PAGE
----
Individual differences |
Methods | Statistics | Clinical | Educational | Industrial | Professional items | World psychology |
Biological: Behavioural genetics · Evolutionary psychology · Neuroanatomy · Neurochemistry · Neuroendocrinology · Neuroscience · Psychoneuroimmunology · Physiological Psychology · Psychopharmacology (Index, Outline)
Reversible inhibitors of monoamine oxidase type-A (RIMAs) are a family of psychiatric drugs that inhibit monoamine oxidase, temporarily and reversibly. They are mostly used for alleviating depression and dysthymia.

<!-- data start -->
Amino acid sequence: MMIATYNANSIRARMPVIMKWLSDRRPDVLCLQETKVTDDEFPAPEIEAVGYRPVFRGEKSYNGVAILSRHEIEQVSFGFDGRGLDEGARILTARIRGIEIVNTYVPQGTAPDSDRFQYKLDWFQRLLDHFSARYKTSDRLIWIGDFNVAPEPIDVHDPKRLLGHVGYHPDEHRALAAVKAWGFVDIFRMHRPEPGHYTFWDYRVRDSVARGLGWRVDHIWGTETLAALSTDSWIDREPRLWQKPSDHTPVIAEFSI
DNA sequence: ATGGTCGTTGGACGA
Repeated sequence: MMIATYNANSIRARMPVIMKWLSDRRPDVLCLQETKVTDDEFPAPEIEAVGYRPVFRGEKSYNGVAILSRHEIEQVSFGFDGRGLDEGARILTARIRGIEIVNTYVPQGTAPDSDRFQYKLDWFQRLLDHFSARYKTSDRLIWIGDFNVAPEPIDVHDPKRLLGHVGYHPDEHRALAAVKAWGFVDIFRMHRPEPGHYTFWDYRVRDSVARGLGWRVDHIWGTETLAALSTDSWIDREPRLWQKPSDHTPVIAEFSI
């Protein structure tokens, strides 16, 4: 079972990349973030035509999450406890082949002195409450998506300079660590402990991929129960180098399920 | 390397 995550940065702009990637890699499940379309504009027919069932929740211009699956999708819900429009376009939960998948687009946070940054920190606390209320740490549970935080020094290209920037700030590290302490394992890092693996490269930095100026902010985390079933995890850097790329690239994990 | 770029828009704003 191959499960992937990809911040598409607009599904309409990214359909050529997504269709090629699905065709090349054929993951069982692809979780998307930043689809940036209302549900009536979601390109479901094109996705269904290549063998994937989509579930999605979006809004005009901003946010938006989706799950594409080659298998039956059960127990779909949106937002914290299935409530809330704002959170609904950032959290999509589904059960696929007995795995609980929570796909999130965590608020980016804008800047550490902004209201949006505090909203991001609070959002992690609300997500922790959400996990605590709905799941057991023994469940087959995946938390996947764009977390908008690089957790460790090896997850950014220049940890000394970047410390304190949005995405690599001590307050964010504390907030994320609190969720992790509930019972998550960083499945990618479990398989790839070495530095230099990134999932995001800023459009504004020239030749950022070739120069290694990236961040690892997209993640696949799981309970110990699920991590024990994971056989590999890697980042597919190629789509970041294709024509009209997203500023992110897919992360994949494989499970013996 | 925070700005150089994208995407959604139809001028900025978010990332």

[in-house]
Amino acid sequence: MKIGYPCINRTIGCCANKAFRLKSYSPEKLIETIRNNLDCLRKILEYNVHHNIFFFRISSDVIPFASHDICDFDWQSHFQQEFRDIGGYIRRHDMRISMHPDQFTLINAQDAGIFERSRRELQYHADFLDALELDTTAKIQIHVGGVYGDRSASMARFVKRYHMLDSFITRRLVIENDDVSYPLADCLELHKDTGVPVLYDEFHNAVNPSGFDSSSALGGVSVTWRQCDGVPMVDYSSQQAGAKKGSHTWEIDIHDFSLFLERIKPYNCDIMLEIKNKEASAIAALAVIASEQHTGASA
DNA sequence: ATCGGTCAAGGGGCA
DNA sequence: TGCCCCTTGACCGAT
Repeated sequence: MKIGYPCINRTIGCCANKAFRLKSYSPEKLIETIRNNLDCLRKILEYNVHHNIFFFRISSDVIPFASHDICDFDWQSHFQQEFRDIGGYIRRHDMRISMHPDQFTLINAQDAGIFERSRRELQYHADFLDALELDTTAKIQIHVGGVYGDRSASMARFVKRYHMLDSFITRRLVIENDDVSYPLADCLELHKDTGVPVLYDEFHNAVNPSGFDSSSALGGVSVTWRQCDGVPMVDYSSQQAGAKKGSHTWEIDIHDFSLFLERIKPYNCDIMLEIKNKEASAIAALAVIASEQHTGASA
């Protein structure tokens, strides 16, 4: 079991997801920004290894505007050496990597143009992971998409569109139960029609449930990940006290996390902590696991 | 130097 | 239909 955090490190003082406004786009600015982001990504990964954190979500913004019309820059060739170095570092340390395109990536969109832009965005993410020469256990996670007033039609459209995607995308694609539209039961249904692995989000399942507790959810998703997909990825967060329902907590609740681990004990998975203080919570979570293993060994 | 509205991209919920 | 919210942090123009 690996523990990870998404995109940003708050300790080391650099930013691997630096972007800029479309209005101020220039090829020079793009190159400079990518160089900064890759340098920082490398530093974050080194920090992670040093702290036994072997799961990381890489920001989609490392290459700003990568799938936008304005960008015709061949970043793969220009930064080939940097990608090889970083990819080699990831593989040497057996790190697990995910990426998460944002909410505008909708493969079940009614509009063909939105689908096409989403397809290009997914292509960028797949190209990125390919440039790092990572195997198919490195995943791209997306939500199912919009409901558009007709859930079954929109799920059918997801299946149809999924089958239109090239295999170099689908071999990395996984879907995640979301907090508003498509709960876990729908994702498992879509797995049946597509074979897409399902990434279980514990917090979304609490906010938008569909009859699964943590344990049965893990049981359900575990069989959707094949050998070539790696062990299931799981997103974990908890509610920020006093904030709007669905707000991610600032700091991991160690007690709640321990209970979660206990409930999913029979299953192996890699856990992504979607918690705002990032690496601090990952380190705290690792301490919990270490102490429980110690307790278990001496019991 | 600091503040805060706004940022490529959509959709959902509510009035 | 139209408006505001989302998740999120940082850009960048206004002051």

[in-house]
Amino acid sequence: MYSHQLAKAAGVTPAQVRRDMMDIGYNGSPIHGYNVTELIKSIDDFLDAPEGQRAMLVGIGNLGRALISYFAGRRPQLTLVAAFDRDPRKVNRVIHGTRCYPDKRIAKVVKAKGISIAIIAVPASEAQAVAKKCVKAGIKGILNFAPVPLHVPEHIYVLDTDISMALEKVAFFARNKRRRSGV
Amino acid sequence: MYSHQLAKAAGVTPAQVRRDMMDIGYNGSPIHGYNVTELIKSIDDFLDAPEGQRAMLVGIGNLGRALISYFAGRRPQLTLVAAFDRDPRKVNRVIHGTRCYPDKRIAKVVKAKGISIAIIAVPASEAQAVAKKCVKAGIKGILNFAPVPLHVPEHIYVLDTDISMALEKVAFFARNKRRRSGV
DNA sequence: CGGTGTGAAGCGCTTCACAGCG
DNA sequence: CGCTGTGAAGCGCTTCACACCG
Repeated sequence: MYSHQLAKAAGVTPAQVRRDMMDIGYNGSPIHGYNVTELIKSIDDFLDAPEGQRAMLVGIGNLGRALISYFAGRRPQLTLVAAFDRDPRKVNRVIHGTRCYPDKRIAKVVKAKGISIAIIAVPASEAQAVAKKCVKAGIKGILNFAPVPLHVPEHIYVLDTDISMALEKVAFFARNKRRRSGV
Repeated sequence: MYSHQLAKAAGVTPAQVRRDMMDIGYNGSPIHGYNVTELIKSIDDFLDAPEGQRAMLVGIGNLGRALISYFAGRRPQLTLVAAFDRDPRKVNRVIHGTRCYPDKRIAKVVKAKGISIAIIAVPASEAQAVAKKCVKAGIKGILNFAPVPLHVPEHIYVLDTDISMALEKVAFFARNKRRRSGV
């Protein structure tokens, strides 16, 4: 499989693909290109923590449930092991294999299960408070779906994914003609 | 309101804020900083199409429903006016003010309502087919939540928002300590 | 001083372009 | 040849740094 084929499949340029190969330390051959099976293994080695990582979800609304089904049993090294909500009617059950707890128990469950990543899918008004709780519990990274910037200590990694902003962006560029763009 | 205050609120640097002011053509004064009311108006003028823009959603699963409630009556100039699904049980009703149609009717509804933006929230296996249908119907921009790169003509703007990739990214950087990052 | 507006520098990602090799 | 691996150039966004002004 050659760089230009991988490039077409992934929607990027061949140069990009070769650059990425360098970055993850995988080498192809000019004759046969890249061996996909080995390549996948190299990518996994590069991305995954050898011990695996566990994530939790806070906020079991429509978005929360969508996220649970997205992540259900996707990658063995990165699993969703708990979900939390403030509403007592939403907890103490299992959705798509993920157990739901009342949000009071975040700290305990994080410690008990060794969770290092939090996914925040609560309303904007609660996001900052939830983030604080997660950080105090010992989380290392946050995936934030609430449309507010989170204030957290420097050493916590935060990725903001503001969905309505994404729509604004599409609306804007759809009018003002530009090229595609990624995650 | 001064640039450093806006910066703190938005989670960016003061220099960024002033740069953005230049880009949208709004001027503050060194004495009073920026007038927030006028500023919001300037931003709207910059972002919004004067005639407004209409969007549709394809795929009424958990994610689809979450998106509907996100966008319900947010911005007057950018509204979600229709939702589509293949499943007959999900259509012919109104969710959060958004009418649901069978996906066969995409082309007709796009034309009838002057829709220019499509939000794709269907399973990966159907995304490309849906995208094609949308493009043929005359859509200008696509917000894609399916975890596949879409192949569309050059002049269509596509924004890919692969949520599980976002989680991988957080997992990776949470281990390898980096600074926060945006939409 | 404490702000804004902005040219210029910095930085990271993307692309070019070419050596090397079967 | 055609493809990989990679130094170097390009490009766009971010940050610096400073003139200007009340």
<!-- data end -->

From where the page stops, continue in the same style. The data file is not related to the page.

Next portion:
These drugs, a subset of monoamine oxidase inhibitors (MAOIs), inhibit only isoenzyme A and are reversible. Isoenzyme B remains free to metabolize tyramine contained in some foods, so they are safer and may not require a special diet.
Because their action is short-lived and selective, they have a better safety profile than the older MAOI drugs (monoamine oxidase inhibitors). A special diet does not need to be so strictly adhered to, although eating excessively large amounts of tyramine-containing foods is not advisable.
|This page uses Creative Commons Licensed content from Wikipedia (view authors).|